Tyron Smith has been a quiet pillar of the offensive line for the better part of decade.
Elliott and Smith are two of the more accomplished and decorated players in a Cowboys uniform. They have become associated with this team.
That doesn’t mean they’ll be back next season.
But wait. Didn’t Jerry Jones just tell reporters that he’d like for both players to return?
Yes. But when has the Cowboys owner ever not wanted to welcome veterans back at this stage of the offseason? Jerry and Stephen Jones also made other comments around that soundbite, some that didn’t gain as much traction, that make clear serious discussions must be undertaken before the return of Elliott and Smith becomes a reality.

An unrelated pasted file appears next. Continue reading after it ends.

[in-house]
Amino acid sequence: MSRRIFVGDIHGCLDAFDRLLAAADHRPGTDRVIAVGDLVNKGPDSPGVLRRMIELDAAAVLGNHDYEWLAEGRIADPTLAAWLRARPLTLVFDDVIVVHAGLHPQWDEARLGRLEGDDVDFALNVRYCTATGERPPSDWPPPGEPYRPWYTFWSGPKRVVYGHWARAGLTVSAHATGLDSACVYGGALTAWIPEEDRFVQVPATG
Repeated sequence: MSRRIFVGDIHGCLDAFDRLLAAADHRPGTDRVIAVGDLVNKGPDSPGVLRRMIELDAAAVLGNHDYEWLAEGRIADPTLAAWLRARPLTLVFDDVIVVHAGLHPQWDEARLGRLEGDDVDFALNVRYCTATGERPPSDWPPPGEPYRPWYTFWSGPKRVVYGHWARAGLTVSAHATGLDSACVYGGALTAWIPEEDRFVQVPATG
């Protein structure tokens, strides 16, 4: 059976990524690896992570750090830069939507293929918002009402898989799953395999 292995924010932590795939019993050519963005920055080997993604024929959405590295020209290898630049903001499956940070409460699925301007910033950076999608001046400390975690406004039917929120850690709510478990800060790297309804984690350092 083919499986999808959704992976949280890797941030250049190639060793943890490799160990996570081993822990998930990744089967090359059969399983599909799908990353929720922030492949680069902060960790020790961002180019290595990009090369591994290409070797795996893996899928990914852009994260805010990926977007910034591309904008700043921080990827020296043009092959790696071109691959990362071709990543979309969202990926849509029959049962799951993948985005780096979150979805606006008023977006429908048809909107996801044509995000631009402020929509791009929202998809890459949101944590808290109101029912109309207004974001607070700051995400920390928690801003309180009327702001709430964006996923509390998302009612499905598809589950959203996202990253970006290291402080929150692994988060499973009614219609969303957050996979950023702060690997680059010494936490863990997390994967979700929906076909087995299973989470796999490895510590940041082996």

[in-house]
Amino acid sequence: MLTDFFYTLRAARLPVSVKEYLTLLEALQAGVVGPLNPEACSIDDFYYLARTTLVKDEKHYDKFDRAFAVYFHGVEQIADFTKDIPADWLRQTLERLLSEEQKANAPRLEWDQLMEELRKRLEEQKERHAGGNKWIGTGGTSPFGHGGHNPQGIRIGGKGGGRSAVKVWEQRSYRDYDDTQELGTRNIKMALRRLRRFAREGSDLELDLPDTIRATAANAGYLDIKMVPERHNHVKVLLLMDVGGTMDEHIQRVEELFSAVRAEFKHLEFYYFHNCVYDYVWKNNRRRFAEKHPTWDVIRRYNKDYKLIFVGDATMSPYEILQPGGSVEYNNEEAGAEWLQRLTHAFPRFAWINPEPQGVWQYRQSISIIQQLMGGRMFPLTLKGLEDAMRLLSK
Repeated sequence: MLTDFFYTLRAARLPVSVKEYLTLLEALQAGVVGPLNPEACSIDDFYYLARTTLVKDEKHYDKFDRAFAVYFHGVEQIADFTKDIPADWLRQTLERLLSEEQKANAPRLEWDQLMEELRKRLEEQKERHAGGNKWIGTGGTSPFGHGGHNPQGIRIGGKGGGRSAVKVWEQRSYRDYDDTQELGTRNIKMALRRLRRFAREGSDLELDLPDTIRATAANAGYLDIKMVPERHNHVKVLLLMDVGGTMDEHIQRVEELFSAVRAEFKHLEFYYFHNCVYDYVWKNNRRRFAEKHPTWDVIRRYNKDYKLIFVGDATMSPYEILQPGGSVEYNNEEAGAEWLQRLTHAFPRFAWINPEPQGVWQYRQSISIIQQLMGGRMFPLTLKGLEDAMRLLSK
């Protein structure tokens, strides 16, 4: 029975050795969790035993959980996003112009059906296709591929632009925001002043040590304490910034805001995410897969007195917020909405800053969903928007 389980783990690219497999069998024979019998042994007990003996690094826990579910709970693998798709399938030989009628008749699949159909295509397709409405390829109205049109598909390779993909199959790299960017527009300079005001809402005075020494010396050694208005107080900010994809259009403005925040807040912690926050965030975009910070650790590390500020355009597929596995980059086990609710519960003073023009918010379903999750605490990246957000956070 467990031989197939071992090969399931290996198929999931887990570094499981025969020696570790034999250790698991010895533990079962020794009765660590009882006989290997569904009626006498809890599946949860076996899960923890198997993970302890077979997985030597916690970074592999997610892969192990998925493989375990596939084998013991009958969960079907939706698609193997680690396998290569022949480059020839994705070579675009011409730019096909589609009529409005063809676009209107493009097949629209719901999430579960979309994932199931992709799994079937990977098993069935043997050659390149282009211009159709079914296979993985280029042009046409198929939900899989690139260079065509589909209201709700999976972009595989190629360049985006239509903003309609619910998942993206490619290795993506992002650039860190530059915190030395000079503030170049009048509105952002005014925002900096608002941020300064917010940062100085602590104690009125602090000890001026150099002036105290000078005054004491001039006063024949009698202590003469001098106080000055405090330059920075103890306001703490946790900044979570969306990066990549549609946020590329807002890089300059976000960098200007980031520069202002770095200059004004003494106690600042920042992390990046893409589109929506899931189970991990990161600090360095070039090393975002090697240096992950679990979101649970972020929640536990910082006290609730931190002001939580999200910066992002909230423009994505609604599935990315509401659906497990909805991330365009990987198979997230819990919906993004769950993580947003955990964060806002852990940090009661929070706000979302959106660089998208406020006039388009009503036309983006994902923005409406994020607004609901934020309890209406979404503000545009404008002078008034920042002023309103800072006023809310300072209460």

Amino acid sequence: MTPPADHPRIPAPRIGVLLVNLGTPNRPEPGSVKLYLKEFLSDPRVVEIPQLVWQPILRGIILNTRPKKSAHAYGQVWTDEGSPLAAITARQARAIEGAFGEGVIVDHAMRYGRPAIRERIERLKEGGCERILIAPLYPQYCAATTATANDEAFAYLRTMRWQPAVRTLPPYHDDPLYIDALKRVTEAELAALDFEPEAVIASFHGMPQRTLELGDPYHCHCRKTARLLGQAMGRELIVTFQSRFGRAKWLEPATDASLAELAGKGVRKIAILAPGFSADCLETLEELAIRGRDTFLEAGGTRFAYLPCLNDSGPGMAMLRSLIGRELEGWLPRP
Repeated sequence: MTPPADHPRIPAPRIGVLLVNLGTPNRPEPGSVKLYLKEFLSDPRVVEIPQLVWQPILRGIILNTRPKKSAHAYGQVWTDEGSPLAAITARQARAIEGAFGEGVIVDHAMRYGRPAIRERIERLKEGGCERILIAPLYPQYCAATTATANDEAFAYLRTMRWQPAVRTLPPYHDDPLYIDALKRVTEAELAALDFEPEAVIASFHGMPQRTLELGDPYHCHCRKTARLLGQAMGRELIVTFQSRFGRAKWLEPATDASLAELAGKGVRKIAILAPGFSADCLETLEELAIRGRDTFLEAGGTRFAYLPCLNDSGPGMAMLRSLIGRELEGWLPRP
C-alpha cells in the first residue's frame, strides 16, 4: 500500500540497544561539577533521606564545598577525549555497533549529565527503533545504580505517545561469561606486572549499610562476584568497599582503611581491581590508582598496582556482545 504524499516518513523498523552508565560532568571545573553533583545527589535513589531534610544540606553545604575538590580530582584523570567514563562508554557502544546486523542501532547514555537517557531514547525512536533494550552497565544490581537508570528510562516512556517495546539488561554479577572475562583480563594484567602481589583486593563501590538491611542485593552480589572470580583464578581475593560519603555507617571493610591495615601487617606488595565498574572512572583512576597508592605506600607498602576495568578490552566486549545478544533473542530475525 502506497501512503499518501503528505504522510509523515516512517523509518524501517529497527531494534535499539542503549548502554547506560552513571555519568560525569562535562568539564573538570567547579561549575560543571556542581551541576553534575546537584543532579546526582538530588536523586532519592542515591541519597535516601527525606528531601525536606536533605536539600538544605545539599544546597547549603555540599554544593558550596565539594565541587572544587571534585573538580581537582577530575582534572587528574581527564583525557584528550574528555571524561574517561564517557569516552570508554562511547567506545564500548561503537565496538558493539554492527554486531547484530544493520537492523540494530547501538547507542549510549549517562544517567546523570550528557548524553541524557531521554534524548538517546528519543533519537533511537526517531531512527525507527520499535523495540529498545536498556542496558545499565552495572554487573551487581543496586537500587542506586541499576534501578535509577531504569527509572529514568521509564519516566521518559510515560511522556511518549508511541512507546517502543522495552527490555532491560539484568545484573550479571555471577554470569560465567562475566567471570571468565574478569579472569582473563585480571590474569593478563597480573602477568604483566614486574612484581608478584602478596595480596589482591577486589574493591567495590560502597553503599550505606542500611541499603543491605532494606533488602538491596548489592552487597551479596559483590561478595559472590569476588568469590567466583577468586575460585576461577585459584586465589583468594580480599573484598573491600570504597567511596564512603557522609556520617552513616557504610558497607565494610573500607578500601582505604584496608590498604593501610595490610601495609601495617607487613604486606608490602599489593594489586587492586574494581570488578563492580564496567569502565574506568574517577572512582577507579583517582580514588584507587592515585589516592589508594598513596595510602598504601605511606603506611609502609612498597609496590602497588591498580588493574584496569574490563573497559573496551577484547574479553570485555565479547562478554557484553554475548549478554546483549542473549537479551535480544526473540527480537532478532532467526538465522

The evaluation of every player on the roster is up next at The Star. Then the focus shifts to contractual considerations and where those players fit going forward. It’s a long way from wanting Elliott and Smith back to saying it will happen.
No one has made that declaration.
Running on empty
There are indications from Elliott’s camp that he’s willing to discuss a pay cut to stay. That only starts the conversation.
Next comes a question the Cowboys must answer for themselves. If Elliott does return for an eighth season, his involvement in the offense will:
A) Increase from where it was in 2022.
B) Remain the same.
Door No. 3 is the correct answer here.
Now, to what extent will it be reduced? A touch or two a game? Down to six to eight touches?